The results weren’t dissimilar to when we removed event persistence, which was good news because it told us Postgres wasn’t limiting us. Something else must have been happening on the backend.

New results with PostgreSQL:

  • Agents: 4,000
  • Checks: 14 at 5-second intervals
  • Events/second: 11,200 (not good enough!)

To double check, we further pruned Postgres. Because Sensu’s event data is constantly churning very rapidly, it’s taxing to Postgres, so we had to do an aggressive amount of auto-vacuuming to clean it up:

  • vacuum_cost_delay = 10ms
  • vacuum_cost_limit = 1,000
  • autovacuum_naptime = 10s
  • autovacuum_vacuum_scale_factor = 0.05
  • autovacuum_analyze_scale_factor = 0.025

We also configured the write-ahead log to reduce disk operations and to make sure that Postgres wasn’t our bottleneck.

3. Identifying a primary bug. Next, we identified a huge bug that led to the most significant performance upgrade for Sensu Go: adding a single conditional that took us from three etcd operations per event down to one.

We saw very promising results with this bug fix: performance improved by 3X!

  • Agents: 4,000
  • Checks: 40 at 5-second intervals
  • Events/second: 32,000 (Much better! But still not good enough.)

We knew that everything was tied to etcd. If we could do less with etcd, we could do more with Sensu. We were on the right path, but needed to do better.

4. Removing more operations from etcd. We saw that there was a range of read requests for every event, so we ended up caching entities and silencing entries to reduce those range requests by 50%. Unfortunately, this didn’t result in any more throughput, but was a worthwhile exercise in case those requests became a limitation later on.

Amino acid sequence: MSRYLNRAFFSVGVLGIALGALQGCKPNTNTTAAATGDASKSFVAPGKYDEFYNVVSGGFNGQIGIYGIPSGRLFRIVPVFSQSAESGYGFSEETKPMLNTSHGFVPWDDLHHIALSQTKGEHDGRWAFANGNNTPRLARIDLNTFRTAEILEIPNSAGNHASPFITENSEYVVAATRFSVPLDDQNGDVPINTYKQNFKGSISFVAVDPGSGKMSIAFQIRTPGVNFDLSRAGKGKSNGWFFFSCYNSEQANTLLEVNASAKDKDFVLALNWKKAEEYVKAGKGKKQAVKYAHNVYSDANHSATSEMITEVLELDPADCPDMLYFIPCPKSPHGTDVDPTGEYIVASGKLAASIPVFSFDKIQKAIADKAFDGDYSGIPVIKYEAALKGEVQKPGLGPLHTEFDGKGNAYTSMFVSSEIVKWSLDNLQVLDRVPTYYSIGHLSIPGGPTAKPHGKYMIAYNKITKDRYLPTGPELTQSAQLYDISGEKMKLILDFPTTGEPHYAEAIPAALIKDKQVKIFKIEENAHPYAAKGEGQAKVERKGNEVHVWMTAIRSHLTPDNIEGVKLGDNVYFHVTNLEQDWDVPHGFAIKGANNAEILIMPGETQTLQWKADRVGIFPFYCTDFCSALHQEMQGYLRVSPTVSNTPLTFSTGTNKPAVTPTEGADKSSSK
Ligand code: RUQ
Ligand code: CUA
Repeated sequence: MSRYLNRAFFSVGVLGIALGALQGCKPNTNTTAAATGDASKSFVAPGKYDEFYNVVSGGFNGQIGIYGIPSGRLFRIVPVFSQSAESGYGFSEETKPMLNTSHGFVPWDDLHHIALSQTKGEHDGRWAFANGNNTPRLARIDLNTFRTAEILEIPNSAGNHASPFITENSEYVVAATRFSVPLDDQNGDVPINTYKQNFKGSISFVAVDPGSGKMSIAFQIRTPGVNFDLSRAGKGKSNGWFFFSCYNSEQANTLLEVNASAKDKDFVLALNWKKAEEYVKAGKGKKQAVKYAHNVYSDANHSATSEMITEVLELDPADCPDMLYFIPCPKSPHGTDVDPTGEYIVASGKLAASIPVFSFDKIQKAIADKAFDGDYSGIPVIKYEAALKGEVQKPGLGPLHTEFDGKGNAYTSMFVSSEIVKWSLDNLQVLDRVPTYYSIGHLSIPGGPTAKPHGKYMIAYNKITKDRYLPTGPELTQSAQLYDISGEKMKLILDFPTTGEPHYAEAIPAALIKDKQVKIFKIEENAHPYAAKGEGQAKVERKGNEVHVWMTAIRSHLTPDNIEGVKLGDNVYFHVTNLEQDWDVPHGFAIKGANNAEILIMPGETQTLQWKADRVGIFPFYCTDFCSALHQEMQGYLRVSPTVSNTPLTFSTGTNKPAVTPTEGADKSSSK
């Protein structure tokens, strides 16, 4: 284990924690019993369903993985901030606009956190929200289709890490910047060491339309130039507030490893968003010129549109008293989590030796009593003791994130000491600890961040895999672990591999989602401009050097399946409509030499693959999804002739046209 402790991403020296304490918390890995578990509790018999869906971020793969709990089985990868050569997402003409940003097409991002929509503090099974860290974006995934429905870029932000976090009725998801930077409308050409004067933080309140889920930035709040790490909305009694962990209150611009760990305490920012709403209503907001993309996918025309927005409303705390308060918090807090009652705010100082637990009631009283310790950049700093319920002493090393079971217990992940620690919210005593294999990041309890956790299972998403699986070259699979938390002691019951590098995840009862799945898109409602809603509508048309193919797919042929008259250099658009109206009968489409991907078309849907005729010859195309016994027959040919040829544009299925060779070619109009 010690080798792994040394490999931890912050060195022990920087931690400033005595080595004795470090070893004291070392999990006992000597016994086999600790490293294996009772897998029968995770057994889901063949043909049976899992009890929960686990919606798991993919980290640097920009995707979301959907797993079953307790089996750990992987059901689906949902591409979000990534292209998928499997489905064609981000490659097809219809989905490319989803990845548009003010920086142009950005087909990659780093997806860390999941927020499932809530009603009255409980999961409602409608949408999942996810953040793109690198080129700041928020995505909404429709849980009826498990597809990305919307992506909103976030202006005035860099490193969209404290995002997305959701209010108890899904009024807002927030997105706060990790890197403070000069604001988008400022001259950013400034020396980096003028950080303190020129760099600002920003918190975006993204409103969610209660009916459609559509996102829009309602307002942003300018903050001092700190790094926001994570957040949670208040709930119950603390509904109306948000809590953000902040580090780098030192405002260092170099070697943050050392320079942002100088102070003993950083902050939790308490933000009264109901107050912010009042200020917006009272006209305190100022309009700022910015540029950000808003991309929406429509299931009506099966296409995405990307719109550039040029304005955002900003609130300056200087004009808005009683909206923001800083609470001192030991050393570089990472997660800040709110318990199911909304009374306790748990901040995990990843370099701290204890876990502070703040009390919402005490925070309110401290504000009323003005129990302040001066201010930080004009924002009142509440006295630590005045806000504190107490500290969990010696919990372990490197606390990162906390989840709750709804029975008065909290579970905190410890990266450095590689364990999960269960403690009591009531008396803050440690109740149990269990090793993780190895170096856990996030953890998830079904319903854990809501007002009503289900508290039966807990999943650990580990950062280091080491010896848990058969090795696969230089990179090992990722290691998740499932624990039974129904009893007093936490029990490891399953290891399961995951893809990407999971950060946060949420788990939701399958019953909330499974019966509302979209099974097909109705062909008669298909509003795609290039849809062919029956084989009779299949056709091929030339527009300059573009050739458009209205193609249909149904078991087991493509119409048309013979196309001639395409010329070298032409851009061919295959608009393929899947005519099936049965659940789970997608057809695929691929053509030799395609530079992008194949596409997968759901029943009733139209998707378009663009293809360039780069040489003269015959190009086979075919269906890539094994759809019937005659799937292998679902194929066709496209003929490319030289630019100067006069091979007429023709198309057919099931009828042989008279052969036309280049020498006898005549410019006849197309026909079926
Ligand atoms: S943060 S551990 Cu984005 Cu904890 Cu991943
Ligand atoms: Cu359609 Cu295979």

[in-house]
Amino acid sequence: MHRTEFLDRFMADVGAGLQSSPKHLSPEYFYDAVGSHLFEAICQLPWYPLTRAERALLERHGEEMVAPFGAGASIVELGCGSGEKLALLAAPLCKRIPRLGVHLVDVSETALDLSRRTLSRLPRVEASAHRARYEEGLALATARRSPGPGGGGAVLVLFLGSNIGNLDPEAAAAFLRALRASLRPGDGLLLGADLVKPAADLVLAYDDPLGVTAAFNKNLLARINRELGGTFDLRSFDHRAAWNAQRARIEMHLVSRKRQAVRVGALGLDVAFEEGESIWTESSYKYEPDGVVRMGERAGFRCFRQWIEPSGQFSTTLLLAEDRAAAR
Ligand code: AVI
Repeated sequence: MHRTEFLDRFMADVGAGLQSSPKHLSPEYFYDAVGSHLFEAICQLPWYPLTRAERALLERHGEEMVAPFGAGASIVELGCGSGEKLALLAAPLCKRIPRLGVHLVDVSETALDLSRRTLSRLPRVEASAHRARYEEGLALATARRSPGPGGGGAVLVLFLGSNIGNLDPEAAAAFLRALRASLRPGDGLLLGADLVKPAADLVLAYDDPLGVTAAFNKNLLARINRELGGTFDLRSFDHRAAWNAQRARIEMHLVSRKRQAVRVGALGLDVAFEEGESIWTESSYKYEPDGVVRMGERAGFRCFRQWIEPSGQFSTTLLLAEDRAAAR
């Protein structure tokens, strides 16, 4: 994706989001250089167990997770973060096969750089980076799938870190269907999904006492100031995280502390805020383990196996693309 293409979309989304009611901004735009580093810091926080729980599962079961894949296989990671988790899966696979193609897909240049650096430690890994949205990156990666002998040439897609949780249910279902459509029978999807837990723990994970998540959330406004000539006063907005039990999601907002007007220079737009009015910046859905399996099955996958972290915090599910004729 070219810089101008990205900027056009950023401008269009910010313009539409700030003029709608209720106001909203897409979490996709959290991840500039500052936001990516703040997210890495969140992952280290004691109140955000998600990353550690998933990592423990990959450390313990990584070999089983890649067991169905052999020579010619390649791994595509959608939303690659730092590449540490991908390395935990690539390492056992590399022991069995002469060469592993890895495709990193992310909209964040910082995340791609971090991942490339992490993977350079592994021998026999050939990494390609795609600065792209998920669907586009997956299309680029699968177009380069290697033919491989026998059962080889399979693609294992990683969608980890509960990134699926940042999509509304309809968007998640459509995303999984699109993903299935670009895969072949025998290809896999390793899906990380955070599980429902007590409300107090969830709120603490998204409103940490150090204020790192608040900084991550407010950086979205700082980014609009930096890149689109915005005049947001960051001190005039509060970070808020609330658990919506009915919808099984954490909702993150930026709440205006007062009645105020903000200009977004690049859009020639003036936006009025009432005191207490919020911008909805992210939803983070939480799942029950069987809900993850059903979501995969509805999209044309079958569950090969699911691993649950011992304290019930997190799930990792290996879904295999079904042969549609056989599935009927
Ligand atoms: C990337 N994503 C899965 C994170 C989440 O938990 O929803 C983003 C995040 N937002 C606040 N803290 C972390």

5. Switching from JSON to Protobuf. We realized that we were spending a great deal of time for CPU simply serializing data for transport to and from the agent (as well as storing data in etcd). Switching from JSON to Protobuf reduced data size by 10x, resulting in less networking bandwidth, and less CPU for encapsulating and serializing the data. Even with the 10GB storage max for etcd, we’d be able to store 10 times as many events.

6. Increasing backend internal queue lengths and worker counts. We had a high number of fixed backend queues and internal workers within the monitoring event pipeline that pulled and processed data, so we increased queue lengths from 100 to 1,000 and increased worker counts from 100 to 1,000 — and made both configurable so they could be tuned to their environment. A cool byproduct of this? Not only do we get configurable concurrency, we can also absorb latency spikes. So whenever Postgres takes a long time completing a sync, we get some internal buffering that smooths out event processing.

Our new results were tremendous: From 4,000 to 36,000 agents, 38 checks at 10-second intervals against 4 subscriptions (which simulates a more realistic scheduler load), and 34,200 events per second. We were almost there!

We felt hopeful we were getting close. Our results were no longer limited by the Sensu backend, which was stable, even under-utilized, so we just had to tackle the strain on Postgres. We added a Samsung 970 PRO 1TB SSD (more commodity hardware!) and found our happy place: just under 40,000 events per second.